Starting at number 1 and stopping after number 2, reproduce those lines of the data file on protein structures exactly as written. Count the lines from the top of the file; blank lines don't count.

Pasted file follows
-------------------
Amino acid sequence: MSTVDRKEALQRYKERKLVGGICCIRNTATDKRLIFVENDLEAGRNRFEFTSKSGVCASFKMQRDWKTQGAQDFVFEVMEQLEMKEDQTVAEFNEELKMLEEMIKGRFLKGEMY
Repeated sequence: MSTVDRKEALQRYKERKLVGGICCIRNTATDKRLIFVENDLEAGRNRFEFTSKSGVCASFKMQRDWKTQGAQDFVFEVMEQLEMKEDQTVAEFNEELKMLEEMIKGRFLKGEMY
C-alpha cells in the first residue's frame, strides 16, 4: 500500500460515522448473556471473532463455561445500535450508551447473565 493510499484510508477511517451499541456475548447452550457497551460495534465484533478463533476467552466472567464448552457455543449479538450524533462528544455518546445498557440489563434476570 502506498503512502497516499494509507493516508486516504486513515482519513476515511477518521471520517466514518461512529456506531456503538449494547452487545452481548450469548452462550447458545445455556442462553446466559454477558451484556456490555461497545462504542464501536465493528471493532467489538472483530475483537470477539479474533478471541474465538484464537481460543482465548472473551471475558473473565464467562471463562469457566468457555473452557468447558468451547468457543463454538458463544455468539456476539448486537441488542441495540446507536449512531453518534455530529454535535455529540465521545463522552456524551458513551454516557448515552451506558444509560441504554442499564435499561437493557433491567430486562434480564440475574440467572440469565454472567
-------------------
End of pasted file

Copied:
Amino acid sequence: MSTVDRKEALQRYKERKLVGGICCIRNTATDKRLIFVENDLEAGRNRFEFTSKSGVCASFKMQRDWKTQGAQDFVFEVMEQLEMKEDQTVAEFNEELKMLEEMIKGRFLKGEMY
Repeated sequence: MSTVDRKEALQRYKERKLVGGICCIRNTATDKRLIFVENDLEAGRNRFEFTSKSGVCASFKMQRDWKTQGAQDFVFEVMEQLEMKEDQTVAEFNEELKMLEEMIKGRFLKGEMY